For checks that are associated with a type of element (e.g. img), each element instance must be individually identified as potential accessibility problems. For checks that are relevant across multiple elements (e.g. consistent navigation, etc.) or apply to most or all elements (e.g. background color contrast, reading level, etc.), the entire span of elements must be identified as potential accessibility problems, up to the entire content if applicable.

This is how the validator works; it only uses global context for building up information to do fully local checking.

ATAG checkpoint said

If the authoring tool relies on author judgment to determine if a potential accessibility problem is correctly identified, then the message to the author must be tailored to that potential accessibility problem (i.e. to that requirement in the context of that element or span of elements).

This is the case - errors are targetted.

ATAG checkpoint said

The authoring tool must present checking as an option to the author at or before the completion of authoring.

If an author does not immediately validate the item, then they can see an error 'before completion'; otherwise they see it at completion. They may also generate previews before anything is submitted, and these previews would show the problems before the actual preview was viewable.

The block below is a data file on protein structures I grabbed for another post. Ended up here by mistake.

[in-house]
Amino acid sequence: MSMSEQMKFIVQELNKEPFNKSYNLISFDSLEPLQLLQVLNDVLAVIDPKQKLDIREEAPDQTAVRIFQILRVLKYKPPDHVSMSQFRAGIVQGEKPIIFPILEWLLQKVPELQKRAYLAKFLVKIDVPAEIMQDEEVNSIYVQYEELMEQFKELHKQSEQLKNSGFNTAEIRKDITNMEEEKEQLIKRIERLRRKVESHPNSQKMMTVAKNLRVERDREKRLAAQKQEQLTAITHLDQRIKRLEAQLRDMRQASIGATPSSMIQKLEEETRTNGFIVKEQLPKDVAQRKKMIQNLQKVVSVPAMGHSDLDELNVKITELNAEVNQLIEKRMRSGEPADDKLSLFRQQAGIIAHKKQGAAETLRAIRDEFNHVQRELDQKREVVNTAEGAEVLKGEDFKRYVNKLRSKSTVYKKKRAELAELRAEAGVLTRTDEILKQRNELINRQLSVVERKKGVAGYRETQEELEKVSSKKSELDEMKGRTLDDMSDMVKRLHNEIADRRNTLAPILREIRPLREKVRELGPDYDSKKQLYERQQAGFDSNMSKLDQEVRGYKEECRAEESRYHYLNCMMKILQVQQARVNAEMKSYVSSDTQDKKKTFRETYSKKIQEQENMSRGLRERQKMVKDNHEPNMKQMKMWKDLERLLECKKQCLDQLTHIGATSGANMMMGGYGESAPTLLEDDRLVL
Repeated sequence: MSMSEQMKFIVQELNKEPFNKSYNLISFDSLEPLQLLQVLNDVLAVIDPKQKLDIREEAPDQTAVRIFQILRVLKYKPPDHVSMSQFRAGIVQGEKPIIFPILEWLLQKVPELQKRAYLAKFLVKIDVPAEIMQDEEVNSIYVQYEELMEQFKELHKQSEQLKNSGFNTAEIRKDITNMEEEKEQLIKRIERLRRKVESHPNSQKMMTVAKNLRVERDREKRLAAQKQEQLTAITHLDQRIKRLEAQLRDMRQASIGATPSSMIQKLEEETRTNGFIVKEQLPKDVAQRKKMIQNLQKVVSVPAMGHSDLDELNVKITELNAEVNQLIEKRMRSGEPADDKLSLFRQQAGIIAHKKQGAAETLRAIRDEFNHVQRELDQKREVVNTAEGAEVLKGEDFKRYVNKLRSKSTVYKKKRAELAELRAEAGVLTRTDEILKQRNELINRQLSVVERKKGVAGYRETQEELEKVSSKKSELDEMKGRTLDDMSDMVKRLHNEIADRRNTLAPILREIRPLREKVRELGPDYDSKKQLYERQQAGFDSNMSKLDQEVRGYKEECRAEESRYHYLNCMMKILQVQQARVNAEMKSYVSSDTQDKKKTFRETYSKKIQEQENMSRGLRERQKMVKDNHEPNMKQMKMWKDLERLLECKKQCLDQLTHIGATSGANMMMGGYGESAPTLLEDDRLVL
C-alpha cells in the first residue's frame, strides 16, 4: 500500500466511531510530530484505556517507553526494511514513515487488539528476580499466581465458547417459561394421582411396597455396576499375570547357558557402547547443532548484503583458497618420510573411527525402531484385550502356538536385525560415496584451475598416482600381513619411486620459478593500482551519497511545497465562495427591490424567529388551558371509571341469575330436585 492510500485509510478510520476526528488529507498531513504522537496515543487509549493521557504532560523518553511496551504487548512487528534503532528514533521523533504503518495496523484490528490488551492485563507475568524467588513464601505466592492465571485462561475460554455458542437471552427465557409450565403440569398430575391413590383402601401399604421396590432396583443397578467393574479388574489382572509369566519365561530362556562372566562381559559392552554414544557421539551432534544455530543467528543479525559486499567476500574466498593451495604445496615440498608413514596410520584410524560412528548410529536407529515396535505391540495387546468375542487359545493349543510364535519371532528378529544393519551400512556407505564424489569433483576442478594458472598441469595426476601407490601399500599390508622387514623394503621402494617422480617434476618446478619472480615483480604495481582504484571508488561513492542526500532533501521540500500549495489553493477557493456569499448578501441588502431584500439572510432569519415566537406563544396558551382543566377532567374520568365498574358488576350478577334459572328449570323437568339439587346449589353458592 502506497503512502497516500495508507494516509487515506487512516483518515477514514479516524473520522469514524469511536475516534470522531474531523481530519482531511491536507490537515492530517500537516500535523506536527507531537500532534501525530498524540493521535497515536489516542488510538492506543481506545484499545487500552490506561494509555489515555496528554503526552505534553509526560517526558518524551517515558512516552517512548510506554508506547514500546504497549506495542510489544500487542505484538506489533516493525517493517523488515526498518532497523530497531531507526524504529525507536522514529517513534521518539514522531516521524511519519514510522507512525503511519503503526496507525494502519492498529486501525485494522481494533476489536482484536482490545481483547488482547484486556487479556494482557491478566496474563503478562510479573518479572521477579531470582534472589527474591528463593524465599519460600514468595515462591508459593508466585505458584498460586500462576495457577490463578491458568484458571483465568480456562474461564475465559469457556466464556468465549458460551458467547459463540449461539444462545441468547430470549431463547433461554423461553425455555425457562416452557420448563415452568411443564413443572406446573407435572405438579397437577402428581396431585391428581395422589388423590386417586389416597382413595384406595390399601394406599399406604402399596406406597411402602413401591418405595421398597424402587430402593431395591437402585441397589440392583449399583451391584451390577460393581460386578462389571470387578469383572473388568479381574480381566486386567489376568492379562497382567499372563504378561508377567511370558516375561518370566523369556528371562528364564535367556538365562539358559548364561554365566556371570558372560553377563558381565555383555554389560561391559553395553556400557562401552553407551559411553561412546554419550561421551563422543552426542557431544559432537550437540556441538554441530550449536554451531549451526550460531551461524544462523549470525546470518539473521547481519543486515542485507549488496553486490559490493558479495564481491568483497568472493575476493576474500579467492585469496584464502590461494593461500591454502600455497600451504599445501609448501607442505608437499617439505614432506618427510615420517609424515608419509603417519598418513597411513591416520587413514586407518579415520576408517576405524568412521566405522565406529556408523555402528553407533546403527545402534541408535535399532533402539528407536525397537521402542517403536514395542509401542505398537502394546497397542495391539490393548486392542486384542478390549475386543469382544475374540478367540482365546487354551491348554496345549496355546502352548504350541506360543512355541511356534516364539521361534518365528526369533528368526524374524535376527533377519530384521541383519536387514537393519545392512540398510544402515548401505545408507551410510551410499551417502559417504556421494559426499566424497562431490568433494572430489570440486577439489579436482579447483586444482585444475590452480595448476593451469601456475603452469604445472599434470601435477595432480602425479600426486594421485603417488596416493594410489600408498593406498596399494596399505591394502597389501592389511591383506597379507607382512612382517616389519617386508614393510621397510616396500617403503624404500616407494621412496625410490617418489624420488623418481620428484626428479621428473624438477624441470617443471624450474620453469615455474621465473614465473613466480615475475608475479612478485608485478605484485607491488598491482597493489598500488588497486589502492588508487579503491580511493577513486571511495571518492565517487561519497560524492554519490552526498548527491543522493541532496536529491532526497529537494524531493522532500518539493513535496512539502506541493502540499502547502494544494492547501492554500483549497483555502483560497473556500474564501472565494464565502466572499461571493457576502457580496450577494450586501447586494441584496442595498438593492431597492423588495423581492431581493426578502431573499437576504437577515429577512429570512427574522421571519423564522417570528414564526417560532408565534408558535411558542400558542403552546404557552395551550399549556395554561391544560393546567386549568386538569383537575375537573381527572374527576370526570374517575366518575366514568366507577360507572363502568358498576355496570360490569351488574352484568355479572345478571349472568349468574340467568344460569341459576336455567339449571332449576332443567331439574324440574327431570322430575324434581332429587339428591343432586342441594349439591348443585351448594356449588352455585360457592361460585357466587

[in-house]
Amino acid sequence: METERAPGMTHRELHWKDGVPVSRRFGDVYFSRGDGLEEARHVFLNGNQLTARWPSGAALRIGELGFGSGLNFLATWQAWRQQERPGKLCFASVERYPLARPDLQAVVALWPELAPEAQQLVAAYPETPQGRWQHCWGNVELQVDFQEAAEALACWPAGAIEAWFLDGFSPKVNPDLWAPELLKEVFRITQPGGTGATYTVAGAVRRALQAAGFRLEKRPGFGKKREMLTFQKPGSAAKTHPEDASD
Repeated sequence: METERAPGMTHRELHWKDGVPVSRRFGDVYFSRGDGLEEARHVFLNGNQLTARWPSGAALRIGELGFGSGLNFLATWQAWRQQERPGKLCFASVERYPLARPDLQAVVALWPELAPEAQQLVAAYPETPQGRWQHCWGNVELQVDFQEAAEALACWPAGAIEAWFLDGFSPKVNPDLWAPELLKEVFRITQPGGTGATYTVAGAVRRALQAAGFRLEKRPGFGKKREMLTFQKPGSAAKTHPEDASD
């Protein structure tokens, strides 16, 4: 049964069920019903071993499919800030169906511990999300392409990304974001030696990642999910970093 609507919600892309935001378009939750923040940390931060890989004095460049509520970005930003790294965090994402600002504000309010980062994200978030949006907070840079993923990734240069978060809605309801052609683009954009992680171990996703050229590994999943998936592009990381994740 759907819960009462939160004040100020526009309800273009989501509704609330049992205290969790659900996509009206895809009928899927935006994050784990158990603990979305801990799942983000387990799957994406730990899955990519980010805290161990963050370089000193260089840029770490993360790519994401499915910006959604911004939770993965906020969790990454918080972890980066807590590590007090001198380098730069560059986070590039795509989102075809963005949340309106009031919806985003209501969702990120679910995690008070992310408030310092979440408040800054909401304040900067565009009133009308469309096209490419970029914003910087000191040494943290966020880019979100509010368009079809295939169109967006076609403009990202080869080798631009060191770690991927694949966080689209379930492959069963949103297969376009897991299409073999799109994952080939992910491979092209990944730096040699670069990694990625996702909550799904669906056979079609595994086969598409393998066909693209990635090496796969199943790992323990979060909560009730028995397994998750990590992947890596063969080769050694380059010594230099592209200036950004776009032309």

ATAG checkpoint said

For each potential accessibility problem identified by the checking function (required in checkpoint B.2.2) provide at least one of the following (-):

Information is provided in the error that details the problem and the solution is either obvious from this, or also mentioned.

ATAG checkpoint said

When the author inserts an unrecognized non-text object, the tool must never insert an automatically generated text equivalent (e.g. a label generated from the file name).

This never happens.

ATAG checkpoint said

When the author inserts a non-text object for which the tool has a previously authored equivalent alternatives (i.e. created by the author, tool designer, pre-authored content developer, etc.), but the function of the object is not known with certainty, the tool must always prompt the author to confirm insertion of the equivalent. However, where the function of the non-text object is known with certainty (e.g. "home button" on a navigation bar, etc.), the tool may automatically insert the equivalent.